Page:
The Throme of the Erril of Sherill by Patricia A. McKillip – book review

Cover of "The Throme of the Erril of Sherill" by Patricia A. McKillip.
Cover of “The Throme of the Erril of Sherill” by Patricia A. McKillip.
Originally published in 1973, The Throme of the Erril of Sherill by Patricia A. McKillip is a delightful children’s fairytale about a “cnite” and his impossible quest across a magical land to win the hand of his “damsen”. Unfortunately, the king has put a high price on that hand. He wants the Erril's “throme” in exchange for his daughter's hand. The Damsen is resigned to growing old before the cnite ever has a chance of finding the throme because the throme does not exist.

The story throws many replacement words at the reader and never defines them, which is part of the charm. What exactly is a throme? Is is a tome? A poem? All we know is the cnite (knight) needs to find it. The cnite follows leads which are often just rumors, but he is determined to pursue his quest to completion; To quit is to give up on his love. Fortunately, his plight inspires those he meets to aid him with magical items in the Irish folklore tradition as the cnite becomes less like a warrior and more like a traveling bard. In the course of his travels, the cnite sees greater and greater wonders, but never the object of his desire.

The second tale in this book is the young adult The Harrowing of the Dragon of Hoarsbreath, bundled in later editions with The Throme. Hoarsbreath is a mining town on an icy island that turns out to be the home of a dragon. The Dragon-Harrower is a former citizen of the mining town who has gone out to see the world, learned to drive dragons out, and has returned to do the same for Hoarsbreath. His guide, Peka, shows him around while giving him a piece of her mind along the way.

Because alcohol plays such an integral part of the story, you may not want to read it to children, but the constant bickering and lecturing of the Dragon-Harrower and Peka may drive younger readers away long before alcohol saves the day. In many ways, The Harrowing is a morality tale about the dangers of being afraid of change. However, the painterly prose McKillip is known for makes the final battle a bit hard to follow. It is heavy on floral descriptions, but light on concrete descriptions.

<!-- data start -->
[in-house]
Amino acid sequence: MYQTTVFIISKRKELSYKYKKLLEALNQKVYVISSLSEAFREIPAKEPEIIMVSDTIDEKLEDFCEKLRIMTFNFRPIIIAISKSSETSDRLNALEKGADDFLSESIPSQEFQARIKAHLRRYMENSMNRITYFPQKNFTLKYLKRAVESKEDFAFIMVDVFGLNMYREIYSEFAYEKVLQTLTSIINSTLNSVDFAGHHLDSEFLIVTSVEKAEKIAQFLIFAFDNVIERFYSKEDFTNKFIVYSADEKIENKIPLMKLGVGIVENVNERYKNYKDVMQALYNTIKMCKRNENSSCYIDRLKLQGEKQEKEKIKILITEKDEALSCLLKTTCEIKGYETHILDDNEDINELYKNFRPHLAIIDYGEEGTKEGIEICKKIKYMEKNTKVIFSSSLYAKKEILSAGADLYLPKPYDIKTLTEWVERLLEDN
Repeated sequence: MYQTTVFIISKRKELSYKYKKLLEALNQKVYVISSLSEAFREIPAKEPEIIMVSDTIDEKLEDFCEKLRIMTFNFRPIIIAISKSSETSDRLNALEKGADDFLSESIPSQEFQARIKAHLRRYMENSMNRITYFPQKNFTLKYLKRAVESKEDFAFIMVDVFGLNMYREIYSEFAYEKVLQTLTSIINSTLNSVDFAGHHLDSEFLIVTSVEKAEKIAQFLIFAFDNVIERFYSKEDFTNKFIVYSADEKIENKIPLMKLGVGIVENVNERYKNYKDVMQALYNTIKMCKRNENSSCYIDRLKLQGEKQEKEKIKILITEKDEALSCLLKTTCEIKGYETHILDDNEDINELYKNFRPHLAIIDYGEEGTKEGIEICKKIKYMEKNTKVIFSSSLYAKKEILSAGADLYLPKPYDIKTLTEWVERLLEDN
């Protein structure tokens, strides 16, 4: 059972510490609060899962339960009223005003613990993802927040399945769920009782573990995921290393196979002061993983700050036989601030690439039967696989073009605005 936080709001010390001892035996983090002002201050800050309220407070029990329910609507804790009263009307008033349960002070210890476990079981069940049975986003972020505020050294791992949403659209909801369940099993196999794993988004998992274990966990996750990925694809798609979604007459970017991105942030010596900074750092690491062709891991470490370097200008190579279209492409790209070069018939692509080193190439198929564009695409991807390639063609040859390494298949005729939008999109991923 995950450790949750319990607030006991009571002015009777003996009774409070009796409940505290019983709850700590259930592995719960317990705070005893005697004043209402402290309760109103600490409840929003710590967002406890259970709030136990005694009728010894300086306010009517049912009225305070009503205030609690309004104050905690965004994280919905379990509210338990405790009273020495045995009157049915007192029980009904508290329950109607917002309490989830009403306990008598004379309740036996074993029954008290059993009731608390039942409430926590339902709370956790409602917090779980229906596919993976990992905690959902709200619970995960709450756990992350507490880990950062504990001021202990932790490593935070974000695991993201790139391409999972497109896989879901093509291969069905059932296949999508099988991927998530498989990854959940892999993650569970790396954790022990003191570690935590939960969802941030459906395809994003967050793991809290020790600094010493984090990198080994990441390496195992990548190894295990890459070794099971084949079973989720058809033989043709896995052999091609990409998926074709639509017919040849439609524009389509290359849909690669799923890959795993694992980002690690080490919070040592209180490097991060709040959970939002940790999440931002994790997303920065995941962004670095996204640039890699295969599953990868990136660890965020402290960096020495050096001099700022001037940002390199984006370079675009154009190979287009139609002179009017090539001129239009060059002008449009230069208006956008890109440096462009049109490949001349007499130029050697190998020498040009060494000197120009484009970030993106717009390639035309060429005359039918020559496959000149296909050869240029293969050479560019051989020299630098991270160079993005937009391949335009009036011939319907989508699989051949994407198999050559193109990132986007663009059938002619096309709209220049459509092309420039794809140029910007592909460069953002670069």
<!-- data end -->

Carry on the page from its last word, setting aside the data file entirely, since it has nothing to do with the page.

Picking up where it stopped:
This book is interesting, giving readers a peek into McKillip's development as a writer. The prose is sometimes so flowery the stories seemed tangled and hidden, especially in The Harrowing. Sometimes scenes are beautifully painted with words, lacking details the reader can relate to, as if the purpose of the stories was the words themselves. For fans of McKillip, this is reason enough to read. Her unique vision and ability to paint with words has transported fans to exotic worlds for 40 years.

The scope of imagination shown in these two tales makes them entertaining for all readers. McKillip’s ability to paint with words has transported fans to exotic worlds for 40 years. Her stories are woven using imagery within your mind, like tapestries—deep, intricate, and mysterious. The stories flirt with traditional elements of fantasy and folklore, but always provide a twist at the end that makes them uniquely McKillip’s.

Release Date: 1973 (USA)
ISBNs: 0441808409 (9780441808403)
Publisher: Ace

MySF Rating: Three point zero stars
Family Friendliness: 100% (Throme) / 60% (Harrowing)


Alcohol/Drugs: 3 (frequent alcohol use in second story)
Language: 0 (description)
Nudity: 0 (description)
Sexuality: 0 (description)
Violence: 1 (fantasy fighting and other violence)

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